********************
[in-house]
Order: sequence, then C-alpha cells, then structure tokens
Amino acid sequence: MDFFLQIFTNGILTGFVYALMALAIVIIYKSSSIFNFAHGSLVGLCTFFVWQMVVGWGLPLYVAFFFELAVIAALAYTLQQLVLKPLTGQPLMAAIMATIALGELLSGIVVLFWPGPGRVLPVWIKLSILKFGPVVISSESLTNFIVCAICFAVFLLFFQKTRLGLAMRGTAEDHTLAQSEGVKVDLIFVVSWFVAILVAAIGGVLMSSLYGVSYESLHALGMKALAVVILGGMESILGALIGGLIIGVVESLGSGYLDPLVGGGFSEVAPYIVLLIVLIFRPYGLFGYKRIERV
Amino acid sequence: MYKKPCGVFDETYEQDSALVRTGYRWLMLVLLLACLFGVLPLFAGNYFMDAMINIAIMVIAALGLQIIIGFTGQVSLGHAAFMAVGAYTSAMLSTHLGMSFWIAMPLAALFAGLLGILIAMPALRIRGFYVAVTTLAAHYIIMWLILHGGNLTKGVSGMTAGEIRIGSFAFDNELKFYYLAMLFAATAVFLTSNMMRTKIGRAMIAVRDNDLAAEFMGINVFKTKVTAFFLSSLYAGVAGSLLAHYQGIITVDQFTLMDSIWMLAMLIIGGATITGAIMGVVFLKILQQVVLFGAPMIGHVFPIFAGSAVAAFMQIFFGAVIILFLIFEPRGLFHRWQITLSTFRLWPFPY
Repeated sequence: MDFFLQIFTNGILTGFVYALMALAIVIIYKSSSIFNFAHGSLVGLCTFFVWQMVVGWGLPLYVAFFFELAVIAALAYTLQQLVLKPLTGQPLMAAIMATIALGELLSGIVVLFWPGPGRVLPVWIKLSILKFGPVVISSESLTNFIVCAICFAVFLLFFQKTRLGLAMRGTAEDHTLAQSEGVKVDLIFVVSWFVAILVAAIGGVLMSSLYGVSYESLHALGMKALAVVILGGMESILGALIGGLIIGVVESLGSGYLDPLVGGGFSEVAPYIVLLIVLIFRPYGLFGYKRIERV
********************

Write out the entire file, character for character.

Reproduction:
[in-house]
Order: sequence, then C-alpha cells, then structure tokens
Amino acid sequence: MDFFLQIFTNGILTGFVYALMALAIVIIYKSSSIFNFAHGSLVGLCTFFVWQMVVGWGLPLYVAFFFELAVIAALAYTLQQLVLKPLTGQPLMAAIMATIALGELLSGIVVLFWPGPGRVLPVWIKLSILKFGPVVISSESLTNFIVCAICFAVFLLFFQKTRLGLAMRGTAEDHTLAQSEGVKVDLIFVVSWFVAILVAAIGGVLMSSLYGVSYESLHALGMKALAVVILGGMESILGALIGGLIIGVVESLGSGYLDPLVGGGFSEVAPYIVLLIVLIFRPYGLFGYKRIERV
Amino acid sequence: MYKKPCGVFDETYEQDSALVRTGYRWLMLVLLLACLFGVLPLFAGNYFMDAMINIAIMVIAALGLQIIIGFTGQVSLGHAAFMAVGAYTSAMLSTHLGMSFWIAMPLAALFAGLLGILIAMPALRIRGFYVAVTTLAAHYIIMWLILHGGNLTKGVSGMTAGEIRIGSFAFDNELKFYYLAMLFAATAVFLTSNMMRTKIGRAMIAVRDNDLAAEFMGINVFKTKVTAFFLSSLYAGVAGSLLAHYQGIITVDQFTLMDSIWMLAMLIIGGATITGAIMGVVFLKILQQVVLFGAPMIGHVFPIFAGSAVAAFMQIFFGAVIILFLIFEPRGLFHRWQITLSTFRLWPFPY
Repeated sequence: MDFFLQIFTNGILTGFVYALMALAIVIIYKSSSIFNFAHGSLVGLCTFFVWQMVVGWGLPLYVAFFFELAVIAALAYTLQQLVLKPLTGQPLMAAIMATIALGELLSGIVVLFWPGPGRVLPVWIKLSILKFGPVVISSESLTNFIVCAICFAVFLLFFQKTRLGLAMRGTAEDHTLAQSEGVKVDLIFVVSWFVAILVAAIGGVLMSSLYGVSYESLHALGMKALAVVILGGMESILGALIGGLIIGVVESLGSGYLDPLVGGGFSEVAPYIVLLIVLIFRPYGLFGYKRIERV